Summary: Based on the popular novel of the same name Testament Of Youth is a coming of age story that follows Vera Brittain (Alicia Vikander), a young girl growing up as England heads into World War I. Before the War Vera’s biggest problem is trying to get into university to study literature during a period when a woman’s studies were considered a waste of time.
Upon getting into University though Vera learns that the war is beginning to spread across Europe. Soon she finds herself right in the middle of it as her brother, Edward (Taron Egerton), her fiancé Roland Leighton (Kit Harington) and best friends Geoffrey Thurlow (Jonathan Bailey) and Victor Richardson (Colin Morgan) are all sent off to Europe to serve. As the stories coming from the frontline get worse and worse Vera decides to put her studies on hold and instead become a volunteer nurse.
Australian Cinema Release Date: 23rd April, 2015
Australian DVD Release Date: TBA
Country: United Kingdom
Director: James Kent
Screenwriter: Juliette Towhidi, Vera Brittain (autobiography)
Cast: Hayley Atwell (Hope), Jonathan Bailey (Geoffrey Thurlow), Anna Chancellor (Mrs. Leighton), Taron Egerton (Edward Brittain), Laura Elsworthy (Nurse Scott), Henry Garrett (George Catlin), Kit Harington (Roland Leighton), Alison Harris (Vad), Charlotte Hope (Betty), Colin Morgan (Victor Richardson), Jenn Murray (Dorothy), Miranda Richardson (Miss Lorimer), Alexandra Roach (Winifred Holtby), Joanna Scanlon (Aunt Belle), Branwen Summers (Vad), Julie Vollono (Mrs. Ellinger), Daisy Waterstone (Clare Leighton), Emily Watson (Mrs. Brittain), Dominic West (Mr. Brittain), Barney White (Billy), Alicia Vikander (Vera Brittian)
Runtime: 129 mins
OUR TESTAMENT OF YOUTH REVIEWS & RATINGS:
Every now and then a film comes along that leaves you thinking ‘wow… just wow.’ In the time of special effects and CGI it’s normally been something epic happening on the screen that causes that response. Sadly, it is rarely a film that totally engrosses you in both its visual beauty and immersing storyline. But that is where Testament Of Youth comes to its fore… this is a film that will stick with its audience for a long, long time to come.
While many films often lack the ‘feel’ of the novel they are based here screenwriter Juliette Towhidi (who recently also showed her skills on Love, Rosie) manages to capture all of the teenage angst and anger that the real Vera Brittain wrote in her autobiography. For once a screenwriter read the novel they were adapting and understood exactly what the writer was trying to get across to their audience. Testament Of Youth is anti-war but it is a film that is supposed to show how important it was that men did die during the conflict and also graphically depicts why war is such a nasty affair for the people left behind.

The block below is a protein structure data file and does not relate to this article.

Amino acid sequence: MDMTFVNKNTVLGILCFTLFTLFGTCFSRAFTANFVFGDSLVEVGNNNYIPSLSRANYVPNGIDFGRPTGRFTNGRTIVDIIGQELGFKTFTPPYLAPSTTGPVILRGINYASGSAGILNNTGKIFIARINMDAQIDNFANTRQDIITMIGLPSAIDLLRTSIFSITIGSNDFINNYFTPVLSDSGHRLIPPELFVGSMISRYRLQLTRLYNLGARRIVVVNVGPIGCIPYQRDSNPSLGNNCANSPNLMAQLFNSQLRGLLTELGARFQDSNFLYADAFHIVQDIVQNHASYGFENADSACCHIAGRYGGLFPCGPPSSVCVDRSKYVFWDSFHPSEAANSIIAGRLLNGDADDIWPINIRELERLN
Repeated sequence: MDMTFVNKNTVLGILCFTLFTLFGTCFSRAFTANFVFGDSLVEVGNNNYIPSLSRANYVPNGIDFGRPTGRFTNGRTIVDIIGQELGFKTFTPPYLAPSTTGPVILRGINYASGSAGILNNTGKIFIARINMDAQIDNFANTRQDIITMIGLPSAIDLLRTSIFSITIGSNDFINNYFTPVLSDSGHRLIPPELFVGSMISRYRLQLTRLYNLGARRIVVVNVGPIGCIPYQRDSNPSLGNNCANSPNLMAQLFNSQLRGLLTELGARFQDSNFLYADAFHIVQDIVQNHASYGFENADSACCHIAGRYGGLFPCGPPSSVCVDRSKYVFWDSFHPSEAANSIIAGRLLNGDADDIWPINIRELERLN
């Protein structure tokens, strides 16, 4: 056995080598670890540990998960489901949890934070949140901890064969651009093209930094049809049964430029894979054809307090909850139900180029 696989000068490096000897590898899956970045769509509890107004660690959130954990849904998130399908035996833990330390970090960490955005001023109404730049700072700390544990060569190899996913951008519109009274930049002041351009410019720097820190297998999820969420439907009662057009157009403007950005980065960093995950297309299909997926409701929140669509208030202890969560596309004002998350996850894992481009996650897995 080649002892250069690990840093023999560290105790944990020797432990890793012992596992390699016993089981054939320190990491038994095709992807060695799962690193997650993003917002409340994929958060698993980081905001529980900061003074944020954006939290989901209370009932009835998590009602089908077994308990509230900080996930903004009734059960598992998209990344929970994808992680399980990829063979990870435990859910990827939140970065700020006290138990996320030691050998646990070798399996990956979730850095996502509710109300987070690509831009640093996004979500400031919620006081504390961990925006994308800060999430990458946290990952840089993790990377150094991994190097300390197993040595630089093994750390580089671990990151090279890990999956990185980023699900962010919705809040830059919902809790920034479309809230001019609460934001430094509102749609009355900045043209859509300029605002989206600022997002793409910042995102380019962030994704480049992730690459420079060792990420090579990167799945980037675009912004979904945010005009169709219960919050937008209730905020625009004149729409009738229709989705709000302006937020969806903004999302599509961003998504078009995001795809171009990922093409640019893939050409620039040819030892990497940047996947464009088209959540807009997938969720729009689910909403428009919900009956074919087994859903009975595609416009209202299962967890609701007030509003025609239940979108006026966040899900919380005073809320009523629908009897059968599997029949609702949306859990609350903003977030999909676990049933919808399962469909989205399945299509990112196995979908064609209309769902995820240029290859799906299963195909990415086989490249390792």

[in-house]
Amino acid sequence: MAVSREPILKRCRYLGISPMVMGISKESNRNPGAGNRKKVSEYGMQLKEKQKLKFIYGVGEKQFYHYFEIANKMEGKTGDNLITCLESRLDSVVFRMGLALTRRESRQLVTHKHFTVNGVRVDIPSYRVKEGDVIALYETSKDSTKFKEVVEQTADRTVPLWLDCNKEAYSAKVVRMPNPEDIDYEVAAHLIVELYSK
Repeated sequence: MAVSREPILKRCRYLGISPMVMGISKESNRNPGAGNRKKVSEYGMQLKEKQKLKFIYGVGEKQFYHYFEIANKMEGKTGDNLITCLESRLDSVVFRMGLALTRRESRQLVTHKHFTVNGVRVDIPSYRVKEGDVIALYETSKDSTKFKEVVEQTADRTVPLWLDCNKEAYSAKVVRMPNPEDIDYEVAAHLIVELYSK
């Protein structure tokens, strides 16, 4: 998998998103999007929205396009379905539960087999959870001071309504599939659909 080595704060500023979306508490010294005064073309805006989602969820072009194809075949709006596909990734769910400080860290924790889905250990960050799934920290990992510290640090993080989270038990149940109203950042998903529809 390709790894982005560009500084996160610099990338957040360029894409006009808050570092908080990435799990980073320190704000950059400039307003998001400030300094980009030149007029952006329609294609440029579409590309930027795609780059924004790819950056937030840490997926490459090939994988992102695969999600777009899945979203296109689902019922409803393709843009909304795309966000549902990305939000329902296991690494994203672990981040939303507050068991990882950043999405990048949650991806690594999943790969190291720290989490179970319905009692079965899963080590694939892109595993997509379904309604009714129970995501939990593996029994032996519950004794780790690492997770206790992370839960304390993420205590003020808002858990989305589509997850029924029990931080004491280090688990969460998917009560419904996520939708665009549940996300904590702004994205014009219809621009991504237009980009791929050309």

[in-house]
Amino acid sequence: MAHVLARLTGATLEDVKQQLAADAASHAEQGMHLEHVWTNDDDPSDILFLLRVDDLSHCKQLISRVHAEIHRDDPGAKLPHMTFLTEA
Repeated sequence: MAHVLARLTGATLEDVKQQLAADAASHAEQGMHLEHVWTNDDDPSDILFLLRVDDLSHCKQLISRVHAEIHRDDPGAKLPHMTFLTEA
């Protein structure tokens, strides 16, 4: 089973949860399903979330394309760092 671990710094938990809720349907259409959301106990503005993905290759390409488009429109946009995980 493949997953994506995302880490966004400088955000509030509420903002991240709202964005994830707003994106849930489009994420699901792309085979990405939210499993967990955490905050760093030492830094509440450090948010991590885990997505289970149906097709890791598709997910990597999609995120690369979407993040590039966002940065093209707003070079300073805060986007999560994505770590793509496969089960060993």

What stands Testmant Of Youth apart from the many other films that have tried to show the horrors of war is the creative styling of director James Kent and veteran television director who is at the helm of his feature film. Kent brings a real beauty with this film working with his cinematographer in such a way that at times the images on the screen feel like you are looking at paintings. Even the most hardened emotionally draining scene seems to have an air of beauty around it with Kent in the director’s chair. Perhaps what shows his skills the most though is the fact that this is a film that is able to depict the horrors of war without ever actually showing a battle. The scenes of soldiers with limbs blown off or suffering from battle shock grouped together by something as simple as a father scouring the list of war dead in the newspaper does more than enough to show the audience how evil war can be without an overly graphic battle sequence.
Having heaped praise on the film though it is only fair to warn cinema goers that Testament Of Youth is not a film that is going to be enjoyed by all. The film is slow in pace and if films like Atonement have had you snoring then it is likely you won’t be a fan of this film either. Still the positives of this film largely outweigh the negatives and the fact that this film delivers such a powerful message about subjects as deep as feminism and the horrors of war without ever feeling that it has become bogged down just shows how talented the team of filmmakers behind it really are.
Also making Testament Of Youth a must see are the performances of its cast. Taron Egerton (who most would remember from Kingsmen: The Secret Service) and Kit Harington (yes Jon Snow from Game Of Thrones) put in such great performances that they are both virtually unrecognizable in their roles. Both show that they have the acting ability to go far beyond the roles that made them household names. But the strongest performance here comes from Alicia Vikander, an actress who has been on nearly everybody’s ‘star on the rise’ list since her performance in Anna Karenina. Her Vikander out performs her age and shows that she deserves to mentioned as one of the best young actresses in the industry at the moment. With Testament Of Youth she easily overcomes everything thrown at her and delivers a emotionally powerful performance that helps make this one of the films of the year.
Next time somebody says that there are no great films made any more point them in the direction of Testament Of Youth. This powerful film delivers a strong message about war while also making the audience wish that James Kent had turned his hand to directing features a lot earlier in his career. The beauty of this film is hard to describe in words but it is enough to show that Kent is one director that has been underestimated over the years. Aided by some amazing cinematography and an outstanding acting performance by Alicia Vikander Kent has helped create a film that is worthy of five stars.